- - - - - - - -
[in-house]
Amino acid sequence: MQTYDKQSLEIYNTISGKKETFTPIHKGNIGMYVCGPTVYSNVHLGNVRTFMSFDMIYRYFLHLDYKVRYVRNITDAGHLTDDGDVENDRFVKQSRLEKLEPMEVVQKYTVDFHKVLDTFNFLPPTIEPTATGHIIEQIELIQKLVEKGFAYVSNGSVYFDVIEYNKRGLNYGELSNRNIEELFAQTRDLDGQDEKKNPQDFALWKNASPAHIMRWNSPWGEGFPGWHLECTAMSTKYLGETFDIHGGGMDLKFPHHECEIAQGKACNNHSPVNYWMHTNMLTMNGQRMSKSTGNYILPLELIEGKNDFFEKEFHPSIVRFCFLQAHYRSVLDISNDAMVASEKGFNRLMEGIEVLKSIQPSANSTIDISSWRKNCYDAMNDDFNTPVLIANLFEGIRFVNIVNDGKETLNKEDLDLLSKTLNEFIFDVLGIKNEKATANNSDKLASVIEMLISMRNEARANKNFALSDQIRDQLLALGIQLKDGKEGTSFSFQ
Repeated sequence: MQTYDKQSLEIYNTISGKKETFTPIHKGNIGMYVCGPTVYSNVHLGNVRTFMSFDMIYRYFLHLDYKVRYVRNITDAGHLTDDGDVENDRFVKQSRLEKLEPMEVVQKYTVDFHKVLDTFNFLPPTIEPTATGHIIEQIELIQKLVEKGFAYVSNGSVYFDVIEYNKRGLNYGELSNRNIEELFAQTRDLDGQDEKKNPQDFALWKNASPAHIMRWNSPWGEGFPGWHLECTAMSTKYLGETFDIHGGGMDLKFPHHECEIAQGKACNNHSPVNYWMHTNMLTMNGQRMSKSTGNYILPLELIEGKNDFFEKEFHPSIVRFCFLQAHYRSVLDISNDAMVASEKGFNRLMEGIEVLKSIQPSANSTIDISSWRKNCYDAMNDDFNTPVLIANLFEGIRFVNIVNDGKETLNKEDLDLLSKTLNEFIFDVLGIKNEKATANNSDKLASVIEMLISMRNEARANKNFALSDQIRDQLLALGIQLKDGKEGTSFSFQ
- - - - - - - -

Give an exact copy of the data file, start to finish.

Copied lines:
[in-house]
Amino acid sequence: MQTYDKQSLEIYNTISGKKETFTPIHKGNIGMYVCGPTVYSNVHLGNVRTFMSFDMIYRYFLHLDYKVRYVRNITDAGHLTDDGDVENDRFVKQSRLEKLEPMEVVQKYTVDFHKVLDTFNFLPPTIEPTATGHIIEQIELIQKLVEKGFAYVSNGSVYFDVIEYNKRGLNYGELSNRNIEELFAQTRDLDGQDEKKNPQDFALWKNASPAHIMRWNSPWGEGFPGWHLECTAMSTKYLGETFDIHGGGMDLKFPHHECEIAQGKACNNHSPVNYWMHTNMLTMNGQRMSKSTGNYILPLELIEGKNDFFEKEFHPSIVRFCFLQAHYRSVLDISNDAMVASEKGFNRLMEGIEVLKSIQPSANSTIDISSWRKNCYDAMNDDFNTPVLIANLFEGIRFVNIVNDGKETLNKEDLDLLSKTLNEFIFDVLGIKNEKATANNSDKLASVIEMLISMRNEARANKNFALSDQIRDQLLALGIQLKDGKEGTSFSFQ
Repeated sequence: MQTYDKQSLEIYNTISGKKETFTPIHKGNIGMYVCGPTVYSNVHLGNVRTFMSFDMIYRYFLHLDYKVRYVRNITDAGHLTDDGDVENDRFVKQSRLEKLEPMEVVQKYTVDFHKVLDTFNFLPPTIEPTATGHIIEQIELIQKLVEKGFAYVSNGSVYFDVIEYNKRGLNYGELSNRNIEELFAQTRDLDGQDEKKNPQDFALWKNASPAHIMRWNSPWGEGFPGWHLECTAMSTKYLGETFDIHGGGMDLKFPHHECEIAQGKACNNHSPVNYWMHTNMLTMNGQRMSKSTGNYILPLELIEGKNDFFEKEFHPSIVRFCFLQAHYRSVLDISNDAMVASEKGFNRLMEGIEVLKSIQPSANSTIDISSWRKNCYDAMNDDFNTPVLIANLFEGIRFVNIVNDGKETLNKEDLDLLSKTLNEFIFDVLGIKNEKATANNSDKLASVIEMLISMRNEARANKNFALSDQIRDQLLALGIQLKDGKEGTSFSFQ